Corporate R&D Spending Down

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A survey released by the National Science Foundation last month revealed that overall industrial R&D spending dipped to $198.5 billion in 2001, the most recent year figures are available, from $199.5 billion the previous year. It was the third annual decline recorded in the past 50 years, and came mostly because federal funding slipped to $15.4 billion from $17.8 billion.

The Boston Globe article today that cites that information goes on to say that large corporations' focus on short-term gains and solving immediate customer needs have reduced the emphasis on R&D spending on longer term projects, like those Xerox projects that gave birth to the computer mouse and the graphical user interface. At risk is the very future of innovation, writer Robert Weisman speculates, and the story goes on to cite more reasons why large companies are causing the demise of true innovation.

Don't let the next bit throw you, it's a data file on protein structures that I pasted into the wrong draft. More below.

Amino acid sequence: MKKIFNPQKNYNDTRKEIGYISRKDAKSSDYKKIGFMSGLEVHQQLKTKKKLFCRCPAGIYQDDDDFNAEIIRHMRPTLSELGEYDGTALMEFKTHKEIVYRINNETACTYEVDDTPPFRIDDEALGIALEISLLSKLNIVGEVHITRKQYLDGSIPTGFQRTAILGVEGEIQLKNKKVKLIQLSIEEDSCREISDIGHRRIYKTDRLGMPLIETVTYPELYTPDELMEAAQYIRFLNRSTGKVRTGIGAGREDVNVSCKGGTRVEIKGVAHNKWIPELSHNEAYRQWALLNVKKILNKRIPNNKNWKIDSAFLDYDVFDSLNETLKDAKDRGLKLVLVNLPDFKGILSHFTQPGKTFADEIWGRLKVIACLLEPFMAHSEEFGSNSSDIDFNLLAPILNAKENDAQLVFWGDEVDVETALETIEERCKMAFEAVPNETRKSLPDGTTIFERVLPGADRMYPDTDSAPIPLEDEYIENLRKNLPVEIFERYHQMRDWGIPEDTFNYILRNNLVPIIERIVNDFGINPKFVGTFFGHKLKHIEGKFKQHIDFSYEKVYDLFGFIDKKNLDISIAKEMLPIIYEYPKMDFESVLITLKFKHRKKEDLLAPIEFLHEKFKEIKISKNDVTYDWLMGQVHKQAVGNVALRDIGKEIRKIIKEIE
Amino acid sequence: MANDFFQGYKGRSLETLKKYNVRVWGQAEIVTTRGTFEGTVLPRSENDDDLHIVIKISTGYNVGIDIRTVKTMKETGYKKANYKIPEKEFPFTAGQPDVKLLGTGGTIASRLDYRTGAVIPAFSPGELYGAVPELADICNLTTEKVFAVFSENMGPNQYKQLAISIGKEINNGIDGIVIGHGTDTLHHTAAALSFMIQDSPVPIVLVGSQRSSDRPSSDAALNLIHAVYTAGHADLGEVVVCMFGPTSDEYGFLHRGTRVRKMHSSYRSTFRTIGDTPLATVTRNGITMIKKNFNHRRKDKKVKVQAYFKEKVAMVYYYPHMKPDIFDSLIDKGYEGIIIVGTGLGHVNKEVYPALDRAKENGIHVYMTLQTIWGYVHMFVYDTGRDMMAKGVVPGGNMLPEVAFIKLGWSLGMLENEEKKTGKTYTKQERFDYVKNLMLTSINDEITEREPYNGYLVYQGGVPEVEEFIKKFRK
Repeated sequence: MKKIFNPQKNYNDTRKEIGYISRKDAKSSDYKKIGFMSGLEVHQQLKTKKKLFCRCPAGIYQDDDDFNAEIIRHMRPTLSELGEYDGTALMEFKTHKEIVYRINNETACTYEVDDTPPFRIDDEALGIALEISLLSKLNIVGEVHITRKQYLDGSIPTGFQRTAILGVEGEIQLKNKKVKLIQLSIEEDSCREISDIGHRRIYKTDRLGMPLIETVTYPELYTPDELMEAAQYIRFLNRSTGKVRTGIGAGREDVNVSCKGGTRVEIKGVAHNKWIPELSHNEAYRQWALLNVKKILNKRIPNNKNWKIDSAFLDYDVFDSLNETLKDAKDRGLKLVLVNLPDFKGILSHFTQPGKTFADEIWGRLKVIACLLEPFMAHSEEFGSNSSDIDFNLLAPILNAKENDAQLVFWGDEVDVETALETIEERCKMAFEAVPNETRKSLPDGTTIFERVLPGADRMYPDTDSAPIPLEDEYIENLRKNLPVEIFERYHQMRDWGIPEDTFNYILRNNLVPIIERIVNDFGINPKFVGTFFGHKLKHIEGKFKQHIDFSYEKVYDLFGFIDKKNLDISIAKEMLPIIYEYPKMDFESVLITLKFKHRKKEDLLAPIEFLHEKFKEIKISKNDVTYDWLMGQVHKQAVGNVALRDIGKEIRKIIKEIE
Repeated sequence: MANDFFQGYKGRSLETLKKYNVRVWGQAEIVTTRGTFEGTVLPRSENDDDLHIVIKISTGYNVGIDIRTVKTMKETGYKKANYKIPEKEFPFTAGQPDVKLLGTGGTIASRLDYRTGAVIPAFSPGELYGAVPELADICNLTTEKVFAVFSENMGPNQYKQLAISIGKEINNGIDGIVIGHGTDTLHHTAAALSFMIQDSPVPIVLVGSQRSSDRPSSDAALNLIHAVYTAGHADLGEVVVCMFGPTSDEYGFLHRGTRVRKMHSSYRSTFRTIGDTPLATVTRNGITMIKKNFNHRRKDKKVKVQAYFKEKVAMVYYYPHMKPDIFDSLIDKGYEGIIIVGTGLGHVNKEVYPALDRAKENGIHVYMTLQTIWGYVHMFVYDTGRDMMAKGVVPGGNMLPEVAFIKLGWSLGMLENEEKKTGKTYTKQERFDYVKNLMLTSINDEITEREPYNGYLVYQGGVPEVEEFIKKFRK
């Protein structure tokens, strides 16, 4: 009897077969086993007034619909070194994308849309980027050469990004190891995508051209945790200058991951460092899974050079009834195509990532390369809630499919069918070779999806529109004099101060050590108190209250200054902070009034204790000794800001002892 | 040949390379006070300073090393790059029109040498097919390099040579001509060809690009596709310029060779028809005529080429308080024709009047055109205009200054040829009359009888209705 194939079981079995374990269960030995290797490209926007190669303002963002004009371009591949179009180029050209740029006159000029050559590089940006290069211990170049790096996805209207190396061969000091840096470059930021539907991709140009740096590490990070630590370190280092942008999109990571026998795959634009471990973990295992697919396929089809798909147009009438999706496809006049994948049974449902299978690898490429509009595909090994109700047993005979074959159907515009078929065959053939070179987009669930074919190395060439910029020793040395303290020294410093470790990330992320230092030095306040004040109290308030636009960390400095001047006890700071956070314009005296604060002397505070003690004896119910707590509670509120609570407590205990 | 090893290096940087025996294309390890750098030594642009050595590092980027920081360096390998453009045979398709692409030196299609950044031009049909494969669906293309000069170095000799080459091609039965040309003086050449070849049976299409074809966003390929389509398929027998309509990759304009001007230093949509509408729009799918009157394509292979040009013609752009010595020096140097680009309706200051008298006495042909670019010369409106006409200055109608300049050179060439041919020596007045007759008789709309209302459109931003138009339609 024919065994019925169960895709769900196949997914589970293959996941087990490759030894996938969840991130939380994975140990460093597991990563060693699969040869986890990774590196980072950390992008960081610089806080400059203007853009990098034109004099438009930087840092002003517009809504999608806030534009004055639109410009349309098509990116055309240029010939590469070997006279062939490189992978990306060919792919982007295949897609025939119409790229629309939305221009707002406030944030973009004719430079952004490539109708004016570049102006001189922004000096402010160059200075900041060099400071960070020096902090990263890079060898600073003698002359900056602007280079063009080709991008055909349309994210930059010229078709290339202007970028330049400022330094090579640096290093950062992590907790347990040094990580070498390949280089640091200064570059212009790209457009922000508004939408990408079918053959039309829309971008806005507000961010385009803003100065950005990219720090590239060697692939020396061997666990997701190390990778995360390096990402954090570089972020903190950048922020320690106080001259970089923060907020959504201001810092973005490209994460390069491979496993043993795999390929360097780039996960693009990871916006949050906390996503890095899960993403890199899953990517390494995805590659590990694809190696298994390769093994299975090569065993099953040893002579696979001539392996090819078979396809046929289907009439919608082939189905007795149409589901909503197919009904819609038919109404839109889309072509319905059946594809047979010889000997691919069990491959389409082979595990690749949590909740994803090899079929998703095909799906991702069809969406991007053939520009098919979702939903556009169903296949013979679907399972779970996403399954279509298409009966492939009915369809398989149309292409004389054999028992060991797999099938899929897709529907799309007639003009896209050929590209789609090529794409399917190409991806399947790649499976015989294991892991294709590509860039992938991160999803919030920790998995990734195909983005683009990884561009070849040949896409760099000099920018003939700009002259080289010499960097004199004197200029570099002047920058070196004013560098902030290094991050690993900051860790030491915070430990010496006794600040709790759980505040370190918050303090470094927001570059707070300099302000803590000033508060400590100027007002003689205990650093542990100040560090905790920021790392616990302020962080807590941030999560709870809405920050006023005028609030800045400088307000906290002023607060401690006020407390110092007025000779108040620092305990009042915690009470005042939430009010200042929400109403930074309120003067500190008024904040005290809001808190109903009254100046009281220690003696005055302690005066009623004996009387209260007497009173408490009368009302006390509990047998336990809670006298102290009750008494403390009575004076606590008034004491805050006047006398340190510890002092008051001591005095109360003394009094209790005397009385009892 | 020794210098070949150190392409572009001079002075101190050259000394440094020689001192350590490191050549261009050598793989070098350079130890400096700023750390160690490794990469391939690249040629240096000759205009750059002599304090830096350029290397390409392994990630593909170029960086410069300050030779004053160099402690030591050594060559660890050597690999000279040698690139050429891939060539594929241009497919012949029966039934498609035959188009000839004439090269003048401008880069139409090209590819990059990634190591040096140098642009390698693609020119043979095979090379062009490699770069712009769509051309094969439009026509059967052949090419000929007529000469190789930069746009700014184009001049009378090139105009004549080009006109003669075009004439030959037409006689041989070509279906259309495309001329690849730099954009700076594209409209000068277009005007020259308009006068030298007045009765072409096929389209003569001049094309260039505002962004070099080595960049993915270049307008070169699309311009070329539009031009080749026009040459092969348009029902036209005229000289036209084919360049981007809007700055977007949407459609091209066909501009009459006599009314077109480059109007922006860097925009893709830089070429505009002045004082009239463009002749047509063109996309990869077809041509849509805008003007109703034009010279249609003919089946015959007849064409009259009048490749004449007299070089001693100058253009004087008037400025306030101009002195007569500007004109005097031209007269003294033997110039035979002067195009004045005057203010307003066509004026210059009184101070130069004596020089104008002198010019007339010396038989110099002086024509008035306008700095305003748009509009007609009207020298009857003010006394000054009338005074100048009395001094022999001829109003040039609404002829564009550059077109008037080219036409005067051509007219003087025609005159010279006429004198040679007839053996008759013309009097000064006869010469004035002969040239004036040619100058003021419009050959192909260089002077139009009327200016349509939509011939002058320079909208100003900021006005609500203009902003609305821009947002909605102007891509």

But is innovation really at risk? Don't smaller businesses contribute to America's R&D efforts significantly? In the "The Innovation Factor" series in Inc. magazine, Inc. writers and editors uncovered America's most innovative small businesses, celebrating their determination and focus on developing the next "big ideas." Perhaps corporate America might not have the patience for fostering innovation, but I'm guessing that smaller businesses will see opportunity in large businesses' ignorance of pursuing big ideas with longer term payoffs. What do you think?

Last updated: Nov 3, 2003




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